Information for X00056
Small producers, supermarkets, and the role of intermediaries in Turkey's fresh fruit and vegetable market
A wide range of empirical studies show the extent to which the rise of supermarkets in developing countries transforms domestic marketing channels. In many countries, the exclusion of small producers from so-called dynamic marketing channels (that is, remunerative ones) has become a concern. Based on data collected in Turkey in 2007 at the producer and the wholesale market levels, we show that intermediaries are important to understanding the impact of downstream restructuring (supermarkets) on upstream decisions (producers). Results show first that producers are not aware of the final buyer of their produce, because intermediaries hinder the visibility of the marketing channel, thereby restricting a producer's choice to that of the first intermediary. Econometric results show that producers who are indirectly linked to the supermarkets are more sensitive to their requirements in terms of quality and packaging than to the price premia compensating the effort made to meet standards. Therefore, the results lead us to question the role of the wholesale market agents who act as a buffer in the chain and protect small producers from negative shocks, but who stop positive shocks as well, and thereby reduce incentives.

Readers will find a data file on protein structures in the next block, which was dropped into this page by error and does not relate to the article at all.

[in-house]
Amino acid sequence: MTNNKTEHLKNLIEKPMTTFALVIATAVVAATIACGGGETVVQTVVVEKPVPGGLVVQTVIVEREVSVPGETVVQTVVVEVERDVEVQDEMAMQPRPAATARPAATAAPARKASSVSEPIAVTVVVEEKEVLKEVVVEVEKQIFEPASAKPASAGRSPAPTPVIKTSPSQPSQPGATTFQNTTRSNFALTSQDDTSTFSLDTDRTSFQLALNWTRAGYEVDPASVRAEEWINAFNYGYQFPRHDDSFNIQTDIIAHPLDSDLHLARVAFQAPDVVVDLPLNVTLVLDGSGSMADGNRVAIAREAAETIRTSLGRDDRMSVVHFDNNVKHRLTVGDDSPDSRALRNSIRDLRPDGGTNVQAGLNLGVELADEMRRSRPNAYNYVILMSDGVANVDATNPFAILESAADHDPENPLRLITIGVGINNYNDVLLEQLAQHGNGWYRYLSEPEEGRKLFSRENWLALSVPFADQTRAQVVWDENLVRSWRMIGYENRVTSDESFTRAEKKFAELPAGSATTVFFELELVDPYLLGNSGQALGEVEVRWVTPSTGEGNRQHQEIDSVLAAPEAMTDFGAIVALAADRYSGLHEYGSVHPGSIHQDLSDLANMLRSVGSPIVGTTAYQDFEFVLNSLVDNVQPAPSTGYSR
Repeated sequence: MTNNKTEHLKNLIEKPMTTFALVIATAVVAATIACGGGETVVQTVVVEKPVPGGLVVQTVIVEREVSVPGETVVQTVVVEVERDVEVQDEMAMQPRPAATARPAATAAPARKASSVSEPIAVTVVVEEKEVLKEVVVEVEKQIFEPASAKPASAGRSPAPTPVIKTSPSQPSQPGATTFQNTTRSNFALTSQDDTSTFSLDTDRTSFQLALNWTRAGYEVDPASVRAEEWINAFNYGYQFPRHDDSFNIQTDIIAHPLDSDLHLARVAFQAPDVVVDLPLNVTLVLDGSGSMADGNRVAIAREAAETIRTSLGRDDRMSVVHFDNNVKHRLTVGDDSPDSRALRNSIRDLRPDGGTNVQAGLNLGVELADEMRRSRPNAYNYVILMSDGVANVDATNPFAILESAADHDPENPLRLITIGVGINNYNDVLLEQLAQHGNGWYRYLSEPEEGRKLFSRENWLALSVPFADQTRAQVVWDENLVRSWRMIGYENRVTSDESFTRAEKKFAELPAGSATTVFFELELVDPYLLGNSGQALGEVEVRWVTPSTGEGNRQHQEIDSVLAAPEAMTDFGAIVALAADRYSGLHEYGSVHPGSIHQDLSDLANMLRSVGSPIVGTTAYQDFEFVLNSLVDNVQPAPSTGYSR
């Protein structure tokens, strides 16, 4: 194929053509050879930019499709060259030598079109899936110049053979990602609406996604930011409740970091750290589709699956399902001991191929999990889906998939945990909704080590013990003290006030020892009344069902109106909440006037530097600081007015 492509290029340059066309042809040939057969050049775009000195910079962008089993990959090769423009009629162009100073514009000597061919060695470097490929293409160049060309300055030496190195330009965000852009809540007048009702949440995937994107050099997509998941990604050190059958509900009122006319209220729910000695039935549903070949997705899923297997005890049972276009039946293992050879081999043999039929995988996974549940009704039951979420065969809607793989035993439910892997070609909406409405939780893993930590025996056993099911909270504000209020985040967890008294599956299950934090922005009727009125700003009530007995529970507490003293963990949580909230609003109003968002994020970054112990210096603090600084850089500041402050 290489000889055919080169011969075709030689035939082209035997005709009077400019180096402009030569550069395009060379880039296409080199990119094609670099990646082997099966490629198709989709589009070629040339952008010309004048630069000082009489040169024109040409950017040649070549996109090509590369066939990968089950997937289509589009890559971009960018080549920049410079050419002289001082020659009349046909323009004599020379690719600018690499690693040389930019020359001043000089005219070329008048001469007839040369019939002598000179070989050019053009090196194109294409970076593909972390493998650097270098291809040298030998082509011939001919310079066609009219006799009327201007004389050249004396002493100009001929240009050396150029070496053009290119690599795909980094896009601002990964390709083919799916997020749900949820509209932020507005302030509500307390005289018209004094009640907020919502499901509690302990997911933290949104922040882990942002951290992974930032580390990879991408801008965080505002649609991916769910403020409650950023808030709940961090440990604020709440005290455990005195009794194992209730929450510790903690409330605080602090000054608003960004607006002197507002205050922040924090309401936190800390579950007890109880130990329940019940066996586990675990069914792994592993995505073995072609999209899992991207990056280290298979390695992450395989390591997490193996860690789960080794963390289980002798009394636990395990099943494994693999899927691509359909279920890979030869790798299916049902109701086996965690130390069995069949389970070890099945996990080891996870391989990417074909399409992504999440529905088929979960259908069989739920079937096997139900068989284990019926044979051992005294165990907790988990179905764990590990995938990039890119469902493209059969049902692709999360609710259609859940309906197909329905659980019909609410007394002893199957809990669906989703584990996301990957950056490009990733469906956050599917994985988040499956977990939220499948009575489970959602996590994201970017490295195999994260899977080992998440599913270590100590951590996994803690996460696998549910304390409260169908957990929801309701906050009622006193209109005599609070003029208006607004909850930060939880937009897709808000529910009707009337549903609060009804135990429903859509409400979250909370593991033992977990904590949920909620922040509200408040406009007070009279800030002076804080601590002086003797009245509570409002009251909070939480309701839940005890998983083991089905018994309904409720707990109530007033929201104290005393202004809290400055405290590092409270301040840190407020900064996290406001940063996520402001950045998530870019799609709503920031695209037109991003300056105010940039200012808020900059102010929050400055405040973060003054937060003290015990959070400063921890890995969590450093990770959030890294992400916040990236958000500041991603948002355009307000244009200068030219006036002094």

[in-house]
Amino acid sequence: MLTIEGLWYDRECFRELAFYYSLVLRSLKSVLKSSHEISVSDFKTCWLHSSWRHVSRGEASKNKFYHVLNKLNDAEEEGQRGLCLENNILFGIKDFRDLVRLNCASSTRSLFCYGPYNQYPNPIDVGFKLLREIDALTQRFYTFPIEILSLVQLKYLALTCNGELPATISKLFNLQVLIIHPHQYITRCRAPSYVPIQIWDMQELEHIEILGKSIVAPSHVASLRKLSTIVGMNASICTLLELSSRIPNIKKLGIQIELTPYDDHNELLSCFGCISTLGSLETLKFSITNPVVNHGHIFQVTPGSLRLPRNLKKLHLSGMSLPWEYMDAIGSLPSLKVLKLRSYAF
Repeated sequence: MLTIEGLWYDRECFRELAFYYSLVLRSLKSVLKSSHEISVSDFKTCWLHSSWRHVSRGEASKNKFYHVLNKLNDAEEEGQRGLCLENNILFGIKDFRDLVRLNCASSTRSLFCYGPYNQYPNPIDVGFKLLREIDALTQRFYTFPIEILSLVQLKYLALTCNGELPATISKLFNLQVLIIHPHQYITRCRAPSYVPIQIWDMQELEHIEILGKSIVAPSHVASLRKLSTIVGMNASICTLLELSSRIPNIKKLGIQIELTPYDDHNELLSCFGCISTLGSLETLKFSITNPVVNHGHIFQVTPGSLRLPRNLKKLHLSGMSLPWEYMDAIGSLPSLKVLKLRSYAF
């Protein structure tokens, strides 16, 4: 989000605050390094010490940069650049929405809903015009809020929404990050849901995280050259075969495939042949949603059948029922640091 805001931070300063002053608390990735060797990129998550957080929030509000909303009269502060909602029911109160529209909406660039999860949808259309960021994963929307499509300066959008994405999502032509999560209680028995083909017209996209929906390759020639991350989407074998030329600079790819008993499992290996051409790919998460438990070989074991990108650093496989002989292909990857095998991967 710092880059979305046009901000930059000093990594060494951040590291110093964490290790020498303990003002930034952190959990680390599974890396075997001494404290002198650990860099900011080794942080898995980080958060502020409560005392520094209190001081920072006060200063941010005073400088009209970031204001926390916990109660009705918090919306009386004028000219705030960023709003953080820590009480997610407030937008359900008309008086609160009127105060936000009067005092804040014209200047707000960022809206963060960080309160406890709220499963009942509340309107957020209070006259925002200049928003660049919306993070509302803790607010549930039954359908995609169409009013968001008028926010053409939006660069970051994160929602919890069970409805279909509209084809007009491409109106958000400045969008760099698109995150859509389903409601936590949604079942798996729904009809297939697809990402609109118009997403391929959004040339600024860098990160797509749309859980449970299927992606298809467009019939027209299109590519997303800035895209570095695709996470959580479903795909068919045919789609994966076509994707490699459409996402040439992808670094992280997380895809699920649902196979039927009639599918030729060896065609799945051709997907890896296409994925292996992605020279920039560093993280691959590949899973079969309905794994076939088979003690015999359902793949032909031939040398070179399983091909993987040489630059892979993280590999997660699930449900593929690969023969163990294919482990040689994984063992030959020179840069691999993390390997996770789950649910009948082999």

This publication forms part of the Regoverning Markets project.
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The Regoverning Markets project focused on the modernisation of agrifood markets in emerging economies, and implications for small-scale producers. The goal was to secure more equitable producer and trade benefits in response to those changes. It was a multi-partner collaborative research programme made up of a consortium of some 20 research organisations and funding agencies.
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